Boston College opens spring practice Saturday under first-year coach Jeff Hafley, and that is when an experiment worth watching begins.
Hafley wants to find the mesh point between college football and the NFL to revive a middling program that has a 57-69 record since 2010. For the 40-year-old coach, there is an answer as to why somebody would want to do that.
"Because you get a combination of two great leagues," Hafley told Sporting News with no reservations. "There are so many great things in the National Football League that I spent seven years in and got to learn and experience and see. I have 10-plus years in college football. Leaving Ohio State, obviously one of the highest levels, you see things you love, too.
"You kind of combine both to form your own philosophy, and that's really what I'm trying to do. I'm trying to get the best of both leagues, because that's what I've learned."
Hafley's stock soared in one season as Ohio State's co-defensive coordinator, a year in which he helped flip the Buckeyes from 52nd in the nation in scoring defense to fourth. That allowed Hafley to experience a top-shelf college football program, which added to his worldly football view. Hafley spent the first 11 years of his coaching career as an assistant coach in college before a seven-year stint as a secondary coach in the NFL.
Nine stops and two decades of experience brought Hafley back to the East Coast. Fit matters when hiring a head coach, and Hafley fits Boston College.
The program enjoyed success with coaches like this before — but they typically went on to success in professional football afterward. Jack Bicknell went to the World League of American Football, later known as NFL Europe. Tom Coughlin and Dan Henning went to the NFL, where Coughlin won two Super Bowls. Jeff Jagodzinski, the last coach to win double-digit games for the Eagles, took a job with the Tampa Bay Buccaneers in 2009.
Hafley, meanwhile, used the NFL to get a last-line-of-defense view of college football. He's a secondary coach at heart, and that shows when he talks scheme between the two games.
"I mean, look, defending the NFL passing game is hard," Hafley said. "It's hard. I'm not saying college isn't, but there a are lot of things in the pass game and the coverage game that I looked at."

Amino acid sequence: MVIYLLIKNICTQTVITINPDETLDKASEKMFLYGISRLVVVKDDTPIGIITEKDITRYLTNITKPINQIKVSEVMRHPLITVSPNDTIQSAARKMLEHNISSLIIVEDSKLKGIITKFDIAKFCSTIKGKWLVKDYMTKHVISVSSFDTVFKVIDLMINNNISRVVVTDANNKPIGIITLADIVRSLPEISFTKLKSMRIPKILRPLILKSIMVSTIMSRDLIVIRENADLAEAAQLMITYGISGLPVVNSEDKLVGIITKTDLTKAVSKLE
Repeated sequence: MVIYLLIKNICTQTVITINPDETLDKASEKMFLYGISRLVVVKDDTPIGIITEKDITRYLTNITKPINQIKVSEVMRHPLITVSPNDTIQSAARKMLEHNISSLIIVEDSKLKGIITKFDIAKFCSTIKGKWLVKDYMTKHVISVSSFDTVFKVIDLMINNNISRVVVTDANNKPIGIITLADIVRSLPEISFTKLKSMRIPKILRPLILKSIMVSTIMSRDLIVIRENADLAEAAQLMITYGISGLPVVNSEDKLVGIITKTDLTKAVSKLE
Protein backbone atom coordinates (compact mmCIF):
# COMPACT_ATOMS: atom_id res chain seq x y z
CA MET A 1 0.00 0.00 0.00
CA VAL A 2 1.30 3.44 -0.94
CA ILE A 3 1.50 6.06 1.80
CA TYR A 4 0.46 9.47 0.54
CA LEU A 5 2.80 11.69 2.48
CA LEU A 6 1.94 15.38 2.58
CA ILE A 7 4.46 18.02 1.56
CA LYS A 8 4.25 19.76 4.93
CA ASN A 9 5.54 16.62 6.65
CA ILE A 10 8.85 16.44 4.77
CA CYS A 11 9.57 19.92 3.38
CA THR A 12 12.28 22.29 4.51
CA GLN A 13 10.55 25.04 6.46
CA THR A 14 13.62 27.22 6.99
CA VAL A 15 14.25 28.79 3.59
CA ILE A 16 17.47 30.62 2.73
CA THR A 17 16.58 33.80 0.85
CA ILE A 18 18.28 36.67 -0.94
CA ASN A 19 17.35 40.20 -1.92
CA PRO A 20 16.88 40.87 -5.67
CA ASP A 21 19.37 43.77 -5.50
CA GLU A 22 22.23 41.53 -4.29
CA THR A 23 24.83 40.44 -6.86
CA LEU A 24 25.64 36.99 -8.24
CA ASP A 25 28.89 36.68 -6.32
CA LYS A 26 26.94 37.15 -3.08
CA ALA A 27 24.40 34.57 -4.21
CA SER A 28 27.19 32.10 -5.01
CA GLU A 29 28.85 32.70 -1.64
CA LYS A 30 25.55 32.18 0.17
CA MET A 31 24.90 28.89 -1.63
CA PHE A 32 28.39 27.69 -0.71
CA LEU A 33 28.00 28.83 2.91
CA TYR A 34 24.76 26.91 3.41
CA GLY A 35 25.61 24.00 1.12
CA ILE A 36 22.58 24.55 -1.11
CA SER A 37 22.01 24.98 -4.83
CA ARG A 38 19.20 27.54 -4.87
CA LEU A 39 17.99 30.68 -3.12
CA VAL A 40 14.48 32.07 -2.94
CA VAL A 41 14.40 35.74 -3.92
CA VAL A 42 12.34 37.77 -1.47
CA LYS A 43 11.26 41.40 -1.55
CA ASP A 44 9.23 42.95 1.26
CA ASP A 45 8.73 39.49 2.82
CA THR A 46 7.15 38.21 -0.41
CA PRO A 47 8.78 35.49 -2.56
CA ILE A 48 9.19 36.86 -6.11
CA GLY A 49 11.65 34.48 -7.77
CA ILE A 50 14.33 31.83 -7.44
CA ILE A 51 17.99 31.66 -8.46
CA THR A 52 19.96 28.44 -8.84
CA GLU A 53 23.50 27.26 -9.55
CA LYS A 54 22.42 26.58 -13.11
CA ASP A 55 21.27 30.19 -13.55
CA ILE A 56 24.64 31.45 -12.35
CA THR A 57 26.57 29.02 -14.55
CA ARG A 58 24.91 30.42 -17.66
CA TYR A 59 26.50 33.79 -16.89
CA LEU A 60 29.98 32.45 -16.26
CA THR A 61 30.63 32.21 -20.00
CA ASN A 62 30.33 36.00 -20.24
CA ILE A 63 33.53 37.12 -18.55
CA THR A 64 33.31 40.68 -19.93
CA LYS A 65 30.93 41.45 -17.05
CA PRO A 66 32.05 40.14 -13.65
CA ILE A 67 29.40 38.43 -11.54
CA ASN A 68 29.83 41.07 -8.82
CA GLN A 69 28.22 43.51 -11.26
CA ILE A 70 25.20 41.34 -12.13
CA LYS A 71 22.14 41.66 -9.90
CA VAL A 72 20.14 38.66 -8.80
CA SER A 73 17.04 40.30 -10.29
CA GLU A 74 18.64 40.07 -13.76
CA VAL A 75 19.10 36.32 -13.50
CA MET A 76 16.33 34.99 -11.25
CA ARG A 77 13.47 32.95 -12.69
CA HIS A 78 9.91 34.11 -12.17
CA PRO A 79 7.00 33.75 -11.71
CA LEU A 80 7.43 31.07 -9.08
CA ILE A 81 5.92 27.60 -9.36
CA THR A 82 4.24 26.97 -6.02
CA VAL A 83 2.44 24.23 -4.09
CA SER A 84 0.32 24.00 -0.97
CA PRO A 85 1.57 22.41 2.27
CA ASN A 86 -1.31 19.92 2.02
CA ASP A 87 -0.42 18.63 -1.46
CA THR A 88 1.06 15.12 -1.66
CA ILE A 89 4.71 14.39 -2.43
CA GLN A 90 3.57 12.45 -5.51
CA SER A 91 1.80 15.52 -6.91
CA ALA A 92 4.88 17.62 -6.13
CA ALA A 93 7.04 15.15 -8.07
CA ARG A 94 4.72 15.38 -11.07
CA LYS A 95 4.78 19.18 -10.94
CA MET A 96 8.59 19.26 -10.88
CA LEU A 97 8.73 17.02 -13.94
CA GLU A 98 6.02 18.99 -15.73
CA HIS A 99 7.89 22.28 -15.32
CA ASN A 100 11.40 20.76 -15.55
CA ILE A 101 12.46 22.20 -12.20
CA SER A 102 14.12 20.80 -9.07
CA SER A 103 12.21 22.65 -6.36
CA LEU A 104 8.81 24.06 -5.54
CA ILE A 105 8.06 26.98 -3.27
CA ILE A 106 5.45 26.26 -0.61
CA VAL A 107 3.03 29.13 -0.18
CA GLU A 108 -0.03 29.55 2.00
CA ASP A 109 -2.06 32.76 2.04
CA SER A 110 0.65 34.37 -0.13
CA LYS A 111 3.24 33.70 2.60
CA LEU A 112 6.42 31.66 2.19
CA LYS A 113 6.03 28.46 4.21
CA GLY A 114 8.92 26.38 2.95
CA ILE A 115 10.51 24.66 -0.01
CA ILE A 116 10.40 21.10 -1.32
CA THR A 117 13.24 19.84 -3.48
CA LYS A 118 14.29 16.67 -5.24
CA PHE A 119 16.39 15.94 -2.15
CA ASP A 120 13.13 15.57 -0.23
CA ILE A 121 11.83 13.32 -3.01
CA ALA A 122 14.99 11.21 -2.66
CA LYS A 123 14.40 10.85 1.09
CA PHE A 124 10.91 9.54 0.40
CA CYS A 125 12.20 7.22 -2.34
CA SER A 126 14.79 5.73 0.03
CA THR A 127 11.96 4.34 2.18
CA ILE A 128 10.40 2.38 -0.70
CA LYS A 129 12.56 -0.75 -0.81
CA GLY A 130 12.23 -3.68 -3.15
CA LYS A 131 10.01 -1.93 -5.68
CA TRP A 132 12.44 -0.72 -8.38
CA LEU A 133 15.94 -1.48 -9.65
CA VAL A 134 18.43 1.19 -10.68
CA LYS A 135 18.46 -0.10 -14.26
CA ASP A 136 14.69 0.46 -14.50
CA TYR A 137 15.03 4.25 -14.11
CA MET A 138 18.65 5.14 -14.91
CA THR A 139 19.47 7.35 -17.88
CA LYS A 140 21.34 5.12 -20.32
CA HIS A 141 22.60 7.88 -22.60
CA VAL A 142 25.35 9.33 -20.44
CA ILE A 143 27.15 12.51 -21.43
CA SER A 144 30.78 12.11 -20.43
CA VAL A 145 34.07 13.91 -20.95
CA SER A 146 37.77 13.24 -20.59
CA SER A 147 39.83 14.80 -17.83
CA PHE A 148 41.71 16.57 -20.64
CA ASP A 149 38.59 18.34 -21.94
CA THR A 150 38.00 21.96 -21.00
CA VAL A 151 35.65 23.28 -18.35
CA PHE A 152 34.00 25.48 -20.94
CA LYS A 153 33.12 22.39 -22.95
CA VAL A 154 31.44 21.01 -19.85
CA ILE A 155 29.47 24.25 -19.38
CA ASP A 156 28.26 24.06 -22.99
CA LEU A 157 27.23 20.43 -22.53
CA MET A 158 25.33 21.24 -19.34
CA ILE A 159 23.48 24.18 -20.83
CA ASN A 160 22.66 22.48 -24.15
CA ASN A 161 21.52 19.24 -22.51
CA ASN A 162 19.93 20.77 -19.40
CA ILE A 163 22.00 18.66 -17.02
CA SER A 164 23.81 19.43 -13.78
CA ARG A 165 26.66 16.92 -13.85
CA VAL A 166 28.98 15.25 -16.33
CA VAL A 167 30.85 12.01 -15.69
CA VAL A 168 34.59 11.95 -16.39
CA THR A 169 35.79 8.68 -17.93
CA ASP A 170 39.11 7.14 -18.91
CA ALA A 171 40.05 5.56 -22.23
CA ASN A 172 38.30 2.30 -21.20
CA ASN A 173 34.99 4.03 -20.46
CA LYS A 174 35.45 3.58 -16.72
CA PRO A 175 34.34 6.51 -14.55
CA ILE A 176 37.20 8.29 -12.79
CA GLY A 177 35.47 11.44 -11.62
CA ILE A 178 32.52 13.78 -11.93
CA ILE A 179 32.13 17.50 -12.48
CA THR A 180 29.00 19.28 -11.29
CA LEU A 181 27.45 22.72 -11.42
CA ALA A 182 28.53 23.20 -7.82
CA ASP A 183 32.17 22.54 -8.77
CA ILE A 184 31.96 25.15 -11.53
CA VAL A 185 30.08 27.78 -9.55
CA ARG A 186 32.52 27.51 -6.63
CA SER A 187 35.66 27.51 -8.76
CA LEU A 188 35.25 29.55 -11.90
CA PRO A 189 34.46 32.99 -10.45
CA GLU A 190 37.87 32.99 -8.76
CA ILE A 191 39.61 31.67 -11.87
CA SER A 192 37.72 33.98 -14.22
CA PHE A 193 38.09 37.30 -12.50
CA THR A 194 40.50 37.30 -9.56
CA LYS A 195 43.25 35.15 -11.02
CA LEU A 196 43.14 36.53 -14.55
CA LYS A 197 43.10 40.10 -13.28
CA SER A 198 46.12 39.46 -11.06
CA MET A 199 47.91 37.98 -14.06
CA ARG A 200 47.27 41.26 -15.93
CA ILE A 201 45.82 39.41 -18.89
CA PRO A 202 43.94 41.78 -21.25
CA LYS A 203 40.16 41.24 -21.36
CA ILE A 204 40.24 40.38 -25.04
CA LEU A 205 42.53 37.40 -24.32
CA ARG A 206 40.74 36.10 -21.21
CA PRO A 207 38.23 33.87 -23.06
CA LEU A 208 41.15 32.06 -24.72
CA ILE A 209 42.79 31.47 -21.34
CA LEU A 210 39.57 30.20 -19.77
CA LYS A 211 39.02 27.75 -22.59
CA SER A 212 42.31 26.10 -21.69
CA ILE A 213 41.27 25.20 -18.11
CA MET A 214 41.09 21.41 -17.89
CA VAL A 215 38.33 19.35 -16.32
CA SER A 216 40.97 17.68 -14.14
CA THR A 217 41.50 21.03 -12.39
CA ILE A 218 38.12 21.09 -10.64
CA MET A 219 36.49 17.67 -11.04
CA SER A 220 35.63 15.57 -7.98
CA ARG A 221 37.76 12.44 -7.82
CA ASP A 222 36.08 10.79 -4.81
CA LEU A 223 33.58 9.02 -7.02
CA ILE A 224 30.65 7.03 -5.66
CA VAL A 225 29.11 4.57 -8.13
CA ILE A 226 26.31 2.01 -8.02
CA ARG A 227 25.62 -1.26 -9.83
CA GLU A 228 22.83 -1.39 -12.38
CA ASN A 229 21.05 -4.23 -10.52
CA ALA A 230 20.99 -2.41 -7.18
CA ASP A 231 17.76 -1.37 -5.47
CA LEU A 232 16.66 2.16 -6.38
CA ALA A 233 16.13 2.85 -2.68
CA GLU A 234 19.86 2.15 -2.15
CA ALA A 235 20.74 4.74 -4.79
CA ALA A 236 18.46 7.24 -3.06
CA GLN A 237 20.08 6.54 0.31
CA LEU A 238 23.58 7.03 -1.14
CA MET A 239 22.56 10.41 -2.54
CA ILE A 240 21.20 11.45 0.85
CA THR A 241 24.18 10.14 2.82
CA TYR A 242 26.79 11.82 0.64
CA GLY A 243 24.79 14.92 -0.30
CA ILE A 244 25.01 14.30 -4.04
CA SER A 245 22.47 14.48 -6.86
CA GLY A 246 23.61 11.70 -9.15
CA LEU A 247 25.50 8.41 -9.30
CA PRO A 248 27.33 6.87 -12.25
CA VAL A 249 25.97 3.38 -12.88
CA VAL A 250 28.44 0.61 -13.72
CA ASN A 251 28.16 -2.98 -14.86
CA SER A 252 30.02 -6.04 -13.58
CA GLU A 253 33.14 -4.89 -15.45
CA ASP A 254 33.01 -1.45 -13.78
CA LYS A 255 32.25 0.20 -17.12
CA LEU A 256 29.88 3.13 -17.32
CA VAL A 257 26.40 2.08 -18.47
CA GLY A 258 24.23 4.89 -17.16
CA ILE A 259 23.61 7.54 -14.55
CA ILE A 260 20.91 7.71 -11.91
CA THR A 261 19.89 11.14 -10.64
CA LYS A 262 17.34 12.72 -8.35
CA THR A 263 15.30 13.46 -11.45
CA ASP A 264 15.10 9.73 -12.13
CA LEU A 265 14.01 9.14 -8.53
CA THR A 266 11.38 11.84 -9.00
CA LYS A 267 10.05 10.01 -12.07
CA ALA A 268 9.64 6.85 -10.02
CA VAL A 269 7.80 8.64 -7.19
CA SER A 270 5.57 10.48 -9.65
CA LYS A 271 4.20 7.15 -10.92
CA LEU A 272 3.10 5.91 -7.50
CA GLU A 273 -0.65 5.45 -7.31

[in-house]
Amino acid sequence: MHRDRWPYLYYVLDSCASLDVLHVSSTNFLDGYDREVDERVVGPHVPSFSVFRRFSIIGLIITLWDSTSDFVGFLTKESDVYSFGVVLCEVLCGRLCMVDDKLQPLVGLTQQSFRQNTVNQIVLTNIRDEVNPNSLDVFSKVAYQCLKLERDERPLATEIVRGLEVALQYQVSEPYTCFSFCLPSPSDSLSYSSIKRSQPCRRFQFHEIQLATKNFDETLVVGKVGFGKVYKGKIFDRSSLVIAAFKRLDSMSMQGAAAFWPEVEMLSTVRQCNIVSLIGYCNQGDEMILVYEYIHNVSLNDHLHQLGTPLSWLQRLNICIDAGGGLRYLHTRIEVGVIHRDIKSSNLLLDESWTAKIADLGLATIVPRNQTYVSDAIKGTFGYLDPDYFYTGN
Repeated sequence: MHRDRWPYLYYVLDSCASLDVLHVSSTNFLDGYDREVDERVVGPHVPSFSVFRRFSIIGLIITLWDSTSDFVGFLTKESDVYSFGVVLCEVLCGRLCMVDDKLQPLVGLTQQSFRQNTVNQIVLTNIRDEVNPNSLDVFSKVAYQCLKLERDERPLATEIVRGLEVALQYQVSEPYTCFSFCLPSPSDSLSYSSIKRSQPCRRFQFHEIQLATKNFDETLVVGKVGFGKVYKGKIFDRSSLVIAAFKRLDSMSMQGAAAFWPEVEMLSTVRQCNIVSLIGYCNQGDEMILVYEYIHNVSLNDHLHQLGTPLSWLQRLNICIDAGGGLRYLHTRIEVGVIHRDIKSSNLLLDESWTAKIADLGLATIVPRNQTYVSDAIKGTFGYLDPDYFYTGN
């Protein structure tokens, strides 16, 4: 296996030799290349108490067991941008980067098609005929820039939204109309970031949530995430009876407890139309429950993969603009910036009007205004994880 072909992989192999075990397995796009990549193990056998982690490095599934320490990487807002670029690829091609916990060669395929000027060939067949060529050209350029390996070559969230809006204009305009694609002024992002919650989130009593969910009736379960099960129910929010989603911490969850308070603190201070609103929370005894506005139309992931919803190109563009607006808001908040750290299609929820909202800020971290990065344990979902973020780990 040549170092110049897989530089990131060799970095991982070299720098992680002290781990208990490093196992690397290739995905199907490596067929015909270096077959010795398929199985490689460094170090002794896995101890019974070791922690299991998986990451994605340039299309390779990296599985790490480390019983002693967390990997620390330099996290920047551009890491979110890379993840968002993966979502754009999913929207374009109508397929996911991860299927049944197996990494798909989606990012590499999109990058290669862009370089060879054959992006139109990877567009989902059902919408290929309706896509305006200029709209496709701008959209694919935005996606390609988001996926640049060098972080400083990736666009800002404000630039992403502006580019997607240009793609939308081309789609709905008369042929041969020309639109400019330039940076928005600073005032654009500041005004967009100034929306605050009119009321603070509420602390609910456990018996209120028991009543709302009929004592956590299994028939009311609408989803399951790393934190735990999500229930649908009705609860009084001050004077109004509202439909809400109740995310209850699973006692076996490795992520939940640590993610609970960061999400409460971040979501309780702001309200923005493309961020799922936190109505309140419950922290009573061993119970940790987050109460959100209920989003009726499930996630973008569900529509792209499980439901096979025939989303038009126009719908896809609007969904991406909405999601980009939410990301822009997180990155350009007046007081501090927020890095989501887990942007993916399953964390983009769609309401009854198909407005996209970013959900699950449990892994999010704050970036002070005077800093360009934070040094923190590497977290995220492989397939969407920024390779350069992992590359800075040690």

"When you get to college, with all the RPO game and the quarterback running game, and you're like, 'This is really good stuff, too, and really hard to defend.'"
Knowing that, Hafley formed a staff that can blend the two. Offensive coordinator Frank Cignetti served as the quarterbacks for the Rams, Giants and Packers since 2012. Defensive coordinator Tem Lukabu was the linebackers coach for the Bengals in 2019.
It was not an intentional move to bring all that NFL experience. It's just what Hafley thought was best for the program.
"It's not so much that I went out and looked for NFL guys, but these are the guys I've been around," Hafley said. "These are the guys I trust. These are the guys that I know will do a great job teaching these student athletes and creating the energy."
Hafley's philosophy does not sound all that different than the approach of Ryan Day, who took over for Urban Meyer at Ohio State last season and led the Buckeyes to a 13-1 record, Big Ten championship and College Football Playoff berth.
In Columbus, Hafley learned another big lesson. He watched the development and trust-building in the weight room under strength coach Mickey Marotti, then he took Marotti's suggestion and brought Phil Matusz with him from Ohio State to run the strength and conditioning program at Boston College.
With that, Hafley is also starting the Eagles' version of "Real Life Wednesdays," an initiative under Meyer that gave players experiences from successful business leaders in the community that opened internship and job opportunities after football.
"Our school is built for 'Real Life Wednesday,'" Hafley said. "I want to take a new whole spin. I want the guys who come back to be alumni. I'm trying to connect the alumni as much as I can."
For now, Hafley is ready to start his first round of spring practices. Boston College won seven games in five of the last seven seasons and is a bowl regular, but the Eagles are 1-4 in bowl games in that stretch. They have not finished better than .500 in ACC play since 2009.
That left Hafley asking three questions about the spring.
"How are we going to practice? How tough are we going to be? How are we going to compete?" Hafley said before adding one more. "Then, how much are we going to love one another? Those things are everything to me."
Of the new coaching hires, Hafley did not get the most attention. That's reserved for coaches such as Ole Miss' Lane Kiffin and Mississippi State's Mike Leach. Hafley, however, seems to have a plan that could stick at a place that has been waiting a long time for success.
"I'm not sure if it's the perfect place, but BC is a great fit for me and what we want to do," Hafley said. "That's one of the reasons why I love this opportunity so much, because it meshes so well with me, my beliefs and everything that I've always thought about when it comes to being a head coach."